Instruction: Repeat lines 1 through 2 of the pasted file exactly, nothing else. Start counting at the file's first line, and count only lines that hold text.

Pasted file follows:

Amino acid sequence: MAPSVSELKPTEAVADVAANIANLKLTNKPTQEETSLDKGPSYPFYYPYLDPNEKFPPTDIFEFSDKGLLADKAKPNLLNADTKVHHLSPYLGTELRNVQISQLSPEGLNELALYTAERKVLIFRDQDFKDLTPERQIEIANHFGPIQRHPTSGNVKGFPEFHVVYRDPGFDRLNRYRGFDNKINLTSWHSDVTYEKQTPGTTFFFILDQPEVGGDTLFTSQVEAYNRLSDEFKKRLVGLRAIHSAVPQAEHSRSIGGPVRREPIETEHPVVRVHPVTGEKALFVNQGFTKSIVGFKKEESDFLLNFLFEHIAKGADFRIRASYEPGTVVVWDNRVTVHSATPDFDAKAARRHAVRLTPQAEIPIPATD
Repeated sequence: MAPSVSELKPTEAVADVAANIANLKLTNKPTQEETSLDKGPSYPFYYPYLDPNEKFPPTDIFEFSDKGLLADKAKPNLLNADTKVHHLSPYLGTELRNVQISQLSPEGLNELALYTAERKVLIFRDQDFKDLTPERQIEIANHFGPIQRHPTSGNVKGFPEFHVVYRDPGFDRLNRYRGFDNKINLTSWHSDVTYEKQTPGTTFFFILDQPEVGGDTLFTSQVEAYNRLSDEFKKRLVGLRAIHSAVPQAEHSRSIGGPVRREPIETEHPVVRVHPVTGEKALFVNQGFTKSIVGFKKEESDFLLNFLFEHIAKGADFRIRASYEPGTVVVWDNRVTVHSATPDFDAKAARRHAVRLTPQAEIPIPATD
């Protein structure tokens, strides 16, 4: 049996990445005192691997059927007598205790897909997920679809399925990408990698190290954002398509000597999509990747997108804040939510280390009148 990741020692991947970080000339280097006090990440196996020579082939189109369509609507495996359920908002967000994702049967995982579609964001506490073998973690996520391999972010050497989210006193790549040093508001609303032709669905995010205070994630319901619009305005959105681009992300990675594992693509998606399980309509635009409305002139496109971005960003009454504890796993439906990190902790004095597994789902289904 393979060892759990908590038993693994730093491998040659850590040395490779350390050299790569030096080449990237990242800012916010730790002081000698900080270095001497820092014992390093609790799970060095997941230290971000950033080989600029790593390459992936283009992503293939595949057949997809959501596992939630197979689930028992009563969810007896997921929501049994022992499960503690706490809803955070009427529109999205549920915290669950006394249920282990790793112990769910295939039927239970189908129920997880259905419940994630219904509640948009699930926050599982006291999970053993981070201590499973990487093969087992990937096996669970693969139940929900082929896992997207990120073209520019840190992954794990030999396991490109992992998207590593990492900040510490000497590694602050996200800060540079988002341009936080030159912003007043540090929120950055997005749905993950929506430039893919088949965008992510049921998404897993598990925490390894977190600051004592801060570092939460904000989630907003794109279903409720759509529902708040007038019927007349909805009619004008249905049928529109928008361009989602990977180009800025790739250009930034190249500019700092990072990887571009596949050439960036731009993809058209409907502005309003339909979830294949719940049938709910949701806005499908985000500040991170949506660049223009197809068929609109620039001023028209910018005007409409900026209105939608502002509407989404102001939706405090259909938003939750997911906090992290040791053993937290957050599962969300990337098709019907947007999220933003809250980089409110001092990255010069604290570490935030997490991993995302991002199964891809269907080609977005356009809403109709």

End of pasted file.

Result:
Amino acid sequence: MAPSVSELKPTEAVADVAANIANLKLTNKPTQEETSLDKGPSYPFYYPYLDPNEKFPPTDIFEFSDKGLLADKAKPNLLNADTKVHHLSPYLGTELRNVQISQLSPEGLNELALYTAERKVLIFRDQDFKDLTPERQIEIANHFGPIQRHPTSGNVKGFPEFHVVYRDPGFDRLNRYRGFDNKINLTSWHSDVTYEKQTPGTTFFFILDQPEVGGDTLFTSQVEAYNRLSDEFKKRLVGLRAIHSAVPQAEHSRSIGGPVRREPIETEHPVVRVHPVTGEKALFVNQGFTKSIVGFKKEESDFLLNFLFEHIAKGADFRIRASYEPGTVVVWDNRVTVHSATPDFDAKAARRHAVRLTPQAEIPIPATD
Repeated sequence: MAPSVSELKPTEAVADVAANIANLKLTNKPTQEETSLDKGPSYPFYYPYLDPNEKFPPTDIFEFSDKGLLADKAKPNLLNADTKVHHLSPYLGTELRNVQISQLSPEGLNELALYTAERKVLIFRDQDFKDLTPERQIEIANHFGPIQRHPTSGNVKGFPEFHVVYRDPGFDRLNRYRGFDNKINLTSWHSDVTYEKQTPGTTFFFILDQPEVGGDTLFTSQVEAYNRLSDEFKKRLVGLRAIHSAVPQAEHSRSIGGPVRREPIETEHPVVRVHPVTGEKALFVNQGFTKSIVGFKKEESDFLLNFLFEHIAKGADFRIRASYEPGTVVVWDNRVTVHSATPDFDAKAARRHAVRLTPQAEIPIPATD